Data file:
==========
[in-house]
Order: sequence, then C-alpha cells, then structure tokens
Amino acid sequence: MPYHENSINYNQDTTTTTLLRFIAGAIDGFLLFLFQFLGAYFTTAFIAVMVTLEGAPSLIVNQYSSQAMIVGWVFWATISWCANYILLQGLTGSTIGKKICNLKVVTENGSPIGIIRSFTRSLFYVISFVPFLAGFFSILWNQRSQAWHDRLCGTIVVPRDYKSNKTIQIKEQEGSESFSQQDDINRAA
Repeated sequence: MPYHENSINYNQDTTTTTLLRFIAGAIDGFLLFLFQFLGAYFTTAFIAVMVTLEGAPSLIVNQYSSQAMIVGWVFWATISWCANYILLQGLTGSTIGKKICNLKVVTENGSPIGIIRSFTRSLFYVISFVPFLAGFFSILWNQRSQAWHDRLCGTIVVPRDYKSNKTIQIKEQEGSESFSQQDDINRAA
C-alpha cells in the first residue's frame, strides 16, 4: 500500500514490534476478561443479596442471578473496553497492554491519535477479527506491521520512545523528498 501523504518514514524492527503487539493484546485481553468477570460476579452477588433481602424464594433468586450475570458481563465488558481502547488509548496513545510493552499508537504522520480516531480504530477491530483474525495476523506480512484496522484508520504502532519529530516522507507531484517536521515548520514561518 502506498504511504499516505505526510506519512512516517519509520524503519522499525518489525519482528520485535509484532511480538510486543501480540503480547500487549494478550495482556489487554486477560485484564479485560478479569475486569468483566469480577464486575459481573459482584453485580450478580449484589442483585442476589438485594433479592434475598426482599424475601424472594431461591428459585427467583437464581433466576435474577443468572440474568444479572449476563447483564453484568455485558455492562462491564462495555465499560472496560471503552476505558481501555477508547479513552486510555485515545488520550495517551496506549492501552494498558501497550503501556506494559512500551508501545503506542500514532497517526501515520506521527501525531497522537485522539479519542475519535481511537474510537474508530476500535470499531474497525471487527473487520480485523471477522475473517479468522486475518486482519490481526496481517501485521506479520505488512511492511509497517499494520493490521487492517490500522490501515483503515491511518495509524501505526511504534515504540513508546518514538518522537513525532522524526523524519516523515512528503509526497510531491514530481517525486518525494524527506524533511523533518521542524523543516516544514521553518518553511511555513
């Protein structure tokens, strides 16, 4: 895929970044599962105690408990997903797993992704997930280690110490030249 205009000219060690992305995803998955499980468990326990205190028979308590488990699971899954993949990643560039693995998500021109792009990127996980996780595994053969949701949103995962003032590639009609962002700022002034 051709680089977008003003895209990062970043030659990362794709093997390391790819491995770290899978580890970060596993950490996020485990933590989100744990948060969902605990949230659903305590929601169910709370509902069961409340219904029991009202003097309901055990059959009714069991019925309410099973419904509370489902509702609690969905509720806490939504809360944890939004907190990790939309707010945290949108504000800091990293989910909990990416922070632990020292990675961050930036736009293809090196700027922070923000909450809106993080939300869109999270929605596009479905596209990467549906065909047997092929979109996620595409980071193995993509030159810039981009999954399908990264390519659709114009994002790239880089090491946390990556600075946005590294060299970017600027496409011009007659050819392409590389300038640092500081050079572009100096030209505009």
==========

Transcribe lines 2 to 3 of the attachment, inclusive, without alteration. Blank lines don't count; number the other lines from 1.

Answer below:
Order: sequence, then C-alpha cells, then structure tokens
Amino acid sequence: MPYHENSINYNQDTTTTTLLRFIAGAIDGFLLFLFQFLGAYFTTAFIAVMVTLEGAPSLIVNQYSSQAMIVGWVFWATISWCANYILLQGLTGSTIGKKICNLKVVTENGSPIGIIRSFTRSLFYVISFVPFLAGFFSILWNQRSQAWHDRLCGTIVVPRDYKSNKTIQIKEQEGSESFSQQDDINRAA